Feminism in My Year of Meats

Topics: Feminism, Sociology, Novel Pages: 4 (1447 words) Published: May 8, 2012
Amanda Shaw
English Comp 3
The Message of Meat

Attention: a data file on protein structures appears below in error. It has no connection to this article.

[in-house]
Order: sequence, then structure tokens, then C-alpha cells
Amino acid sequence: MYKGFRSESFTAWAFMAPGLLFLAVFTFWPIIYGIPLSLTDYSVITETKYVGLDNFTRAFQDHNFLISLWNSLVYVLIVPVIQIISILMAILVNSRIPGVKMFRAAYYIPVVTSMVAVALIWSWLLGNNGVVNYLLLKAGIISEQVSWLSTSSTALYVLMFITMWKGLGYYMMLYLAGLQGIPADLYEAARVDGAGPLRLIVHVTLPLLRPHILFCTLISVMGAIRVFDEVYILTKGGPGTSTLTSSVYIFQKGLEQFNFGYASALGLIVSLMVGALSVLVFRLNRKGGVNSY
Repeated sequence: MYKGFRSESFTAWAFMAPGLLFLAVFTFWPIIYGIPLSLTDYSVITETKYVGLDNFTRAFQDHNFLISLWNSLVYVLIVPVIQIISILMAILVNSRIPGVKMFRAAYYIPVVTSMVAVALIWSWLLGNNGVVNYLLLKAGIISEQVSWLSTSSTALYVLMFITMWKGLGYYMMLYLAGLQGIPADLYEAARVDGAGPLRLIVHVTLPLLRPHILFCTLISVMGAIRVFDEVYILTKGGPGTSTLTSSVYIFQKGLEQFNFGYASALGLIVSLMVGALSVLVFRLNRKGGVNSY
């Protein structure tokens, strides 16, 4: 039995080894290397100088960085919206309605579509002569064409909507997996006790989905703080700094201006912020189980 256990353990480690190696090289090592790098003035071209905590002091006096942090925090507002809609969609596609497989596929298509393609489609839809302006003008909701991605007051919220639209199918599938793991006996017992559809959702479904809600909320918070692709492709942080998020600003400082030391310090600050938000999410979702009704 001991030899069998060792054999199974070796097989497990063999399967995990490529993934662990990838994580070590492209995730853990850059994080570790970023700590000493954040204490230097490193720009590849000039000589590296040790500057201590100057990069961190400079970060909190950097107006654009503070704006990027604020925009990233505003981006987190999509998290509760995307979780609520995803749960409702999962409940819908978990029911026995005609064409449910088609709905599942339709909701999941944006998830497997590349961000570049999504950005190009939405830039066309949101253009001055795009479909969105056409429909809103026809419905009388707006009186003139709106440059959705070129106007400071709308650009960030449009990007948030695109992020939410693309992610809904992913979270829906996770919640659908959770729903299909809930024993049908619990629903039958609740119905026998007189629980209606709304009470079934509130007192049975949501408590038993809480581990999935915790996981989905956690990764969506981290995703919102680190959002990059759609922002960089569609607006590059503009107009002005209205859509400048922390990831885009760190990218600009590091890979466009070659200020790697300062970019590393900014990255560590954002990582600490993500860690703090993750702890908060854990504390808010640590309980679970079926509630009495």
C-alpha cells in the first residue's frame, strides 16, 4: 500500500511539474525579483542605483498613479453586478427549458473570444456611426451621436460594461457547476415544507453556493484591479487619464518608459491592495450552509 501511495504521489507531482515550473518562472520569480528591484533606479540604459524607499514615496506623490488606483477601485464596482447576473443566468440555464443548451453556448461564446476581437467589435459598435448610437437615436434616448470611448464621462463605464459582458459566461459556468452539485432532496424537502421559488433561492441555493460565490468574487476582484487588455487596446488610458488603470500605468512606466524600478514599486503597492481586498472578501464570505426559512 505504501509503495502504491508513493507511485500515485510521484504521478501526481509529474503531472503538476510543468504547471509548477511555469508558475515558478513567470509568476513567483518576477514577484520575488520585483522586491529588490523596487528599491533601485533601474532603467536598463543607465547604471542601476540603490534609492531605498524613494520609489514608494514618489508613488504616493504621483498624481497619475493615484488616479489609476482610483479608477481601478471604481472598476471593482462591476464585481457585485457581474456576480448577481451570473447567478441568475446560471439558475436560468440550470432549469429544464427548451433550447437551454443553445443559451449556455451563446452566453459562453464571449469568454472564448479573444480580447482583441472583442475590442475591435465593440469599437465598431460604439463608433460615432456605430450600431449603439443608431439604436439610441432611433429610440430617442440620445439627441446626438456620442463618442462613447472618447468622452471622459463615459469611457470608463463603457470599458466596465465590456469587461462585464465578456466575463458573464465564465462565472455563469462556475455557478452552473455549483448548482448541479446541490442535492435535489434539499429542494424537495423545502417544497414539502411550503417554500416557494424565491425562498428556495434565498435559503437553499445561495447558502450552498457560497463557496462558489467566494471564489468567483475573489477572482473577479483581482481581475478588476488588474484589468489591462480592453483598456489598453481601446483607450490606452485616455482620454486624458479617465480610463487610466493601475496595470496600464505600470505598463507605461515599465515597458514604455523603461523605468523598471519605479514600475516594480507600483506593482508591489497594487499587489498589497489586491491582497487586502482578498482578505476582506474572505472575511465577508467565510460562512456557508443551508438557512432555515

Ruth L. Ozeki, in her novel My Year of Meats, utilizes epiphanies in her development of female characters in order to reveal the flaws of a patriarchal society. These epiphanies are employed in order to emphasis that women should take charge over their lives and to not be constrained to keeping secrets as a result of their fear of repercussion. Ozeki presents a vision of a progressive, feminist global community through her characters Akiko and Bunny. While Bunny realizes her need to voice her concerns having “drifted through life… never [having] made a single decision, (p. 294)” Akiko realizes she does not need to depend on a man and that “she would never need him again (p.181)”. In both cases, they learn that their value comes from within and is not dependent on others. Through the usage of these characters, Ozeki politicizes female reproduction and expresses a feministic world in which patriarchal ways endanger the bodies of women. For the character of Bunny, a former stripper and current wife of a feedlot farmer (John Dunne), her daughter is endangered with the use of harmful hormones. While Bunny is aware of this daunting truth, she keeps it a secret because she does not want to interfere with her husband’s work. Bunny focused on being submissive to the men in her life that she ended up neglected her role as a mother. Bunny obviously knows that something is not right with her daughter because she purposely dresses her in clothes that are meant to hide the abnormal growth of her breasts. Jane describes Bunny’s denial by stating, “I know what denial looks like, and what it feels like too. It’s a mercurial flicker of recognition in the eye, quickly blanketed with a vagueness that infuses the body like sluggish blood. It is opaque. Murky. Like wading through a swampy dream that drags at your limbs, and no matter how hard you try, you can’t move forward. ..it feeds on convention, cowers behind etiquette,...
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